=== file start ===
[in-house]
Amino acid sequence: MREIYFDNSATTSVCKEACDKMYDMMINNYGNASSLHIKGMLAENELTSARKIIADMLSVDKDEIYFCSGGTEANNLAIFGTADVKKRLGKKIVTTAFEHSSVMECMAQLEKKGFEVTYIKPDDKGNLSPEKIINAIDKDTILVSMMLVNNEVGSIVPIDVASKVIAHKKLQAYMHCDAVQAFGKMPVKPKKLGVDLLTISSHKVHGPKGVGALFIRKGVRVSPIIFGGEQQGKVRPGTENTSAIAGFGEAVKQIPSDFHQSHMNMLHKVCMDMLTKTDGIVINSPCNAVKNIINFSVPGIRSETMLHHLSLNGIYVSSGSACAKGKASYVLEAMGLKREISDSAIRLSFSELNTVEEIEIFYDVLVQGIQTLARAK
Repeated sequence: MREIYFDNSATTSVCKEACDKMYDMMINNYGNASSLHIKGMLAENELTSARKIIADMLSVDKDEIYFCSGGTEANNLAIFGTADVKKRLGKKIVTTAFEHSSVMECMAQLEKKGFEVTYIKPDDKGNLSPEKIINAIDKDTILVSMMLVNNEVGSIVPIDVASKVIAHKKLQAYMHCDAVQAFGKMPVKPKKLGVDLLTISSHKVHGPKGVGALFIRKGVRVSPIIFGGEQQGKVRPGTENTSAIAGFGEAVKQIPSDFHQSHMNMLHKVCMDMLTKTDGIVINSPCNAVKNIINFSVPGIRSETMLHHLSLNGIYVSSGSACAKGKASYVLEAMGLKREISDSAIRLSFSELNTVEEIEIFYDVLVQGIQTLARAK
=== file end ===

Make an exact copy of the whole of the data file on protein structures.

[in-house]
Amino acid sequence: MREIYFDNSATTSVCKEACDKMYDMMINNYGNASSLHIKGMLAENELTSARKIIADMLSVDKDEIYFCSGGTEANNLAIFGTADVKKRLGKKIVTTAFEHSSVMECMAQLEKKGFEVTYIKPDDKGNLSPEKIINAIDKDTILVSMMLVNNEVGSIVPIDVASKVIAHKKLQAYMHCDAVQAFGKMPVKPKKLGVDLLTISSHKVHGPKGVGALFIRKGVRVSPIIFGGEQQGKVRPGTENTSAIAGFGEAVKQIPSDFHQSHMNMLHKVCMDMLTKTDGIVINSPCNAVKNIINFSVPGIRSETMLHHLSLNGIYVSSGSACAKGKASYVLEAMGLKREISDSAIRLSFSELNTVEEIEIFYDVLVQGIQTLARAK
Repeated sequence: MREIYFDNSATTSVCKEACDKMYDMMINNYGNASSLHIKGMLAENELTSARKIIADMLSVDKDEIYFCSGGTEANNLAIFGTADVKKRLGKKIVTTAFEHSSVMECMAQLEKKGFEVTYIKPDDKGNLSPEKIINAIDKDTILVSMMLVNNEVGSIVPIDVASKVIAHKKLQAYMHCDAVQAFGKMPVKPKKLGVDLLTISSHKVHGPKGVGALFIRKGVRVSPIIFGGEQQGKVRPGTENTSAIAGFGEAVKQIPSDFHQSHMNMLHKVCMDMLTKTDGIVINSPCNAVKNIINFSVPGIRSETMLHHLSLNGIYVSSGSACAKGKASYVLEAMGLKREISDSAIRLSFSELNTVEEIEIFYDVLVQGIQTLARAK